What in our societies has caused such an extraordinary development? The most obvious I, an untrained know it all, can see is diet and the search and a clamoring for immediacy. The baby boomers are the first generation raised on processed food, which also changes rules. Our modern society is constantly marketed quick fixes and short cuts. Even exercise has been packaged and sold to us as clubs and machines.
In an attempt to be healthier, buying a “fresh” apple is tricky. It may have been picked in Chile 2 weeks ago, gassed, shipped and ripened a container. Most grocery stores are now national chains with few if any local produce sections. Is Organic better? We don’t know all of the loop holes and processing, let alone the date it left the field.
Then we have “Big Pharma” another bad wolf. With massive profits of building long time customers being trumped by cures. They add to the complexity.
Fact, all disease is caused by some malfunction or toxicity of the body. Fact, depression has been a valid mental condition for centuries. Why has it become an epidemic? Do we fear the emotional costs of life? Have we lost all control of our food? There is something missing, and another band-aide won’t fix anything. I apologize for no answers, but it is all too complex for an under educated amateur addicted to the news.



According to Faulkner, “Writing a first draft is like trying to build a house in a strong wind.” I am deep into a third novel, and I’m swept away. I’m stitching together five hundred word fictions into a complete narrative. I reorganize, write, rewrite, and wrestle Mildred into a story with a plot and a reasonable end. If I cover ten pages, it is a successful day, and I earn the cup of the good, English tea. This character lives with me, a woman older than myself, and she chatters during the day and late at night building her personal fiction.
Each night I beg the cosmos for inspiration, one clear thought. I doze and ponder a million possibilities. In the darkest hours, I awaken to throw my hands into the air speculating on what could be next scratching illegible notes on scraps of paper. What can she do to make the tale worth reading? A strangling fear arises, the story is improbable, and I’m stupid. Have I blundered in the wrong direction, wasting months and maybe years?
I work diligently, but in the past two weeks, the sun creeps into morning muttering a nagging list of three. I ignore the ideas, but they will neither fade nor quiet. I need an angle, a word, a twist of brilliance. I probe for anything to remove the clatter and release me to my manuscript.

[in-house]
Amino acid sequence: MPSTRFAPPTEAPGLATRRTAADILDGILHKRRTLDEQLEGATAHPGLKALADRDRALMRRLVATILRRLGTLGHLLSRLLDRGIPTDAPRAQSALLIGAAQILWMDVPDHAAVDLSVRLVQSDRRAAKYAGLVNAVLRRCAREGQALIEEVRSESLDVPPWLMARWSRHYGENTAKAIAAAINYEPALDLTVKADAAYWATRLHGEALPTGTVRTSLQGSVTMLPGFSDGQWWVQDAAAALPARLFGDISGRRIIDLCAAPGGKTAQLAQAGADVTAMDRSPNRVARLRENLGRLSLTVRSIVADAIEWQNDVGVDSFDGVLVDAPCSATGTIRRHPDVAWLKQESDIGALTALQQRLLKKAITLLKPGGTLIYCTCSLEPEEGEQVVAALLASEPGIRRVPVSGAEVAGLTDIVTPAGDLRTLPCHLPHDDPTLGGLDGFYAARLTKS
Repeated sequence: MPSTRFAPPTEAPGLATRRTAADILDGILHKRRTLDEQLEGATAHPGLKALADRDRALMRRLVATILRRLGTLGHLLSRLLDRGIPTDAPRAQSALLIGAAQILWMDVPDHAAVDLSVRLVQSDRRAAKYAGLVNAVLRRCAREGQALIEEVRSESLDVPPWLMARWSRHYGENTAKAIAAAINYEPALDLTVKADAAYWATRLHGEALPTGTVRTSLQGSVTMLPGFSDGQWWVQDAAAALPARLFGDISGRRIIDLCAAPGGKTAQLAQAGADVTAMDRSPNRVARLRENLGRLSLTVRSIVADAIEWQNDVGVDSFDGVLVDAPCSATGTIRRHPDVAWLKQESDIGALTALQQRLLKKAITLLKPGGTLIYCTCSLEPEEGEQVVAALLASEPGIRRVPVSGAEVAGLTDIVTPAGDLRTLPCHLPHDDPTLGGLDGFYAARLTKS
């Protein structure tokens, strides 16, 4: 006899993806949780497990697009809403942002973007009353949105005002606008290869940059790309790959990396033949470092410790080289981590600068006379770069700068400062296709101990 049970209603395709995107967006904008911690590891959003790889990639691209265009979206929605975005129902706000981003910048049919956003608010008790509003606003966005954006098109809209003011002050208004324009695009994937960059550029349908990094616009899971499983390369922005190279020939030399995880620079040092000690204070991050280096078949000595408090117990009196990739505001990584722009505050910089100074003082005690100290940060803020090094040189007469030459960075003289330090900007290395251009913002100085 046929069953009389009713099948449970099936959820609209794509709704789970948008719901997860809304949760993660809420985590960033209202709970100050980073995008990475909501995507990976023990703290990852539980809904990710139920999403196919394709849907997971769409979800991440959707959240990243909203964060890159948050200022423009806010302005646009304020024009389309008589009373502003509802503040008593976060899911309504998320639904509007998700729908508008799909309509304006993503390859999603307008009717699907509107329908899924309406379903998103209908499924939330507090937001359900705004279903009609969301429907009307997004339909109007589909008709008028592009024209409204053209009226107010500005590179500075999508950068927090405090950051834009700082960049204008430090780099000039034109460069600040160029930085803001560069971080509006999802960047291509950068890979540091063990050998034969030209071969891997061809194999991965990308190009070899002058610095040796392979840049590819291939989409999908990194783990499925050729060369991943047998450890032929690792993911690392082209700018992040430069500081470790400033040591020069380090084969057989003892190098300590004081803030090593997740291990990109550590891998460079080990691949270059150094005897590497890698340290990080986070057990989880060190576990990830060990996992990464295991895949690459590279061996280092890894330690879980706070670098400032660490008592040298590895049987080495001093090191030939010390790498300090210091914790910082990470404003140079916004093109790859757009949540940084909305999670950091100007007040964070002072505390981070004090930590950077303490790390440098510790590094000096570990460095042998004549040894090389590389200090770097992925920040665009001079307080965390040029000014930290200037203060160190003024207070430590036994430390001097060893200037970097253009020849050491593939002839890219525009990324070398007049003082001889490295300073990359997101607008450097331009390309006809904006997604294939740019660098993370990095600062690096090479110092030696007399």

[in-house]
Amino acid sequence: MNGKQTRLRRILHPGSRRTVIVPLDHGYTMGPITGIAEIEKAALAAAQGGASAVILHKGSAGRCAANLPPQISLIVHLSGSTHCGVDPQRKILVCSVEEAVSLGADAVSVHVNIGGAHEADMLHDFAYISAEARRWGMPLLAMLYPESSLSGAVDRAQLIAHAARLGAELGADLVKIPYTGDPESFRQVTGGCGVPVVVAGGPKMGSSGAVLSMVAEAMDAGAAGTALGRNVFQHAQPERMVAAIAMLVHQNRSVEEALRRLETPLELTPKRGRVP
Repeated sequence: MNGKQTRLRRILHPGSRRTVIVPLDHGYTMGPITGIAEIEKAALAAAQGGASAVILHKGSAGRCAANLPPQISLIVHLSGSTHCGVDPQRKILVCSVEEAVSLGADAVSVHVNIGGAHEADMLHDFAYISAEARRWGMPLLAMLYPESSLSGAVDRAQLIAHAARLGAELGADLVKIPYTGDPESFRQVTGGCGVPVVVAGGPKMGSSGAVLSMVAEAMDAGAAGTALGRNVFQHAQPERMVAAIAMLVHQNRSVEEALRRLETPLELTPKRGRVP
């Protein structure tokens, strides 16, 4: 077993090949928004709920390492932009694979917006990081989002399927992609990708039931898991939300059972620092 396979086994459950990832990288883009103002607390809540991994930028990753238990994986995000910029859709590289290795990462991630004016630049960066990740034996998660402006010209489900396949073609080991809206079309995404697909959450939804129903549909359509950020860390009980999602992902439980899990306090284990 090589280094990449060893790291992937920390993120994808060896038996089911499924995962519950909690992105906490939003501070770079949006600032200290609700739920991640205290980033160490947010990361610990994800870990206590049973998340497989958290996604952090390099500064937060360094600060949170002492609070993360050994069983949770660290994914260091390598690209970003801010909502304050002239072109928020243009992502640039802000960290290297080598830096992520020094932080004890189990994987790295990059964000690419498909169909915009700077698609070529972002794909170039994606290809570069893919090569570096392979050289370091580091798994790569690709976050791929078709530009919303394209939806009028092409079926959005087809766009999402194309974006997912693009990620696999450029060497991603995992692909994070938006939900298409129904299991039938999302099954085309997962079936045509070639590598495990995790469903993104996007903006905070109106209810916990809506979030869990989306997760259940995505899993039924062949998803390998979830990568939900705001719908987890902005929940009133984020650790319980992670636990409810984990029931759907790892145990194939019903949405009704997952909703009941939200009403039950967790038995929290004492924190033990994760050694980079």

Tonight, I must read for the writer’s group, and a vision dogs me. The unmeasurable stretch of plains with bison herds so large they disappear into the horizon. The massive heads are grazing and raggedy hides soaking up the sun, preparing for winter. The heavy hooves trample with no need for socks, no use for sandals, feet perfected by the environment. I see them plod on, rarely breaking into a stampede.
I present you with the apparition, and I feel released. I waste two more hours trying to understand trying to make the vision fit my story, and I realize it never will, and I plod on.




 Yield: 18 Servings OR 2 if you are a true pirate spirit.

 1    cup  Lime or lemon juice (Sour)

2    cup  Grenadine Syrup (Sweet)

2    cup  Jamaican white rum (Strong)

1    cup  Light rum (Strong)

2    cup  Pineapple juice (Weak)

2    cup  Orange juice (Weak)

1/2  tsp  Grated nutmeg


The formula: 1 portion of sour, 2 portions of sweet, 3 portions of strong, 4 portions of weak.

Mix together ingredients at least 1 hour before serving.

This punch looks beautiful served in a punch bowl with a pretty ice ring layered with orange slices & cherry halves.  Not as lovely if served in an old bucket, but still flavorful.

Nice offering for invading forces.


Arrrrgh Jamaican Banana Bread


BANANA BREAD – (Jamaican)


1 lb  butter (2 cups)

1 cup of sugar

1/2  tsp  baking soda

2 tsp  baking powder

4 ripe bananas

3  eggs

Preheat oven to 350º

Cream together bananas, sugar and butter.
Mix in the eggs.

Sift together the dry ingredients, flour, baking soda. and baking powder. Blend into mixture.

**You could add chopped nuts or chocolate chips if you like. Be creative kitchen pirates don’t let scurvy recipes stand in their way.

Pour into greased loaf tin and bake for approximately 1 ½  hours.

Serve hot or cold.  Yeah, like you would let this get cold.  It is best to make two loaves.  One to check for delicious and one for everyone else.